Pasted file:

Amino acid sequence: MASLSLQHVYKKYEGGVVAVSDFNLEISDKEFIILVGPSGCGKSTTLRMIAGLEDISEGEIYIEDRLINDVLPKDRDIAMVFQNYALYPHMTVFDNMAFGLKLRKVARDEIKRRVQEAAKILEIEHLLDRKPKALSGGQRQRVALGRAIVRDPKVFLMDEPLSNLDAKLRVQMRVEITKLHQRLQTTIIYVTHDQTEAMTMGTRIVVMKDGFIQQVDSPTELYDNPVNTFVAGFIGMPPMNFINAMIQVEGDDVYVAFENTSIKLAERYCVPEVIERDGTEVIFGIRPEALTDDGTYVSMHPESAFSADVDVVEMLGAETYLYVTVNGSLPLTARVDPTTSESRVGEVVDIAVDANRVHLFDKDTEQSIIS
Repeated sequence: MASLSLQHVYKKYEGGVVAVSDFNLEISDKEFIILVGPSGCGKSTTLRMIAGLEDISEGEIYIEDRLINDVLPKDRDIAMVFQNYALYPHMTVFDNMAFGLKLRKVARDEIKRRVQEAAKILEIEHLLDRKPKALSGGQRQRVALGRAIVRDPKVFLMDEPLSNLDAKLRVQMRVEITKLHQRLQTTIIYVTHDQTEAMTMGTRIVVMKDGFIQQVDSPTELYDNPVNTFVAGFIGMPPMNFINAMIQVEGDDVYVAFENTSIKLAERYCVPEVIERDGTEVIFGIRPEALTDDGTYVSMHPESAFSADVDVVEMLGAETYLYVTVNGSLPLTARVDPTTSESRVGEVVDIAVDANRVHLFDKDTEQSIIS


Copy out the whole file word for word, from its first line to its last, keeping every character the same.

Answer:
Amino acid sequence: MASLSLQHVYKKYEGGVVAVSDFNLEISDKEFIILVGPSGCGKSTTLRMIAGLEDISEGEIYIEDRLINDVLPKDRDIAMVFQNYALYPHMTVFDNMAFGLKLRKVARDEIKRRVQEAAKILEIEHLLDRKPKALSGGQRQRVALGRAIVRDPKVFLMDEPLSNLDAKLRVQMRVEITKLHQRLQTTIIYVTHDQTEAMTMGTRIVVMKDGFIQQVDSPTELYDNPVNTFVAGFIGMPPMNFINAMIQVEGDDVYVAFENTSIKLAERYCVPEVIERDGTEVIFGIRPEALTDDGTYVSMHPESAFSADVDVVEMLGAETYLYVTVNGSLPLTARVDPTTSESRVGEVVDIAVDANRVHLFDKDTEQSIIS
Repeated sequence: MASLSLQHVYKKYEGGVVAVSDFNLEISDKEFIILVGPSGCGKSTTLRMIAGLEDISEGEIYIEDRLINDVLPKDRDIAMVFQNYALYPHMTVFDNMAFGLKLRKVARDEIKRRVQEAAKILEIEHLLDRKPKALSGGQRQRVALGRAIVRDPKVFLMDEPLSNLDAKLRVQMRVEITKLHQRLQTTIIYVTHDQTEAMTMGTRIVVMKDGFIQQVDSPTELYDNPVNTFVAGFIGMPPMNFINAMIQVEGDDVYVAFENTSIKLAERYCVPEVIERDGTEVIFGIRPEALTDDGTYVSMHPESAFSADVDVVEMLGAETYLYVTVNGSLPLTARVDPTTSESRVGEVVDIAVDANRVHLFDKDTEQSIIS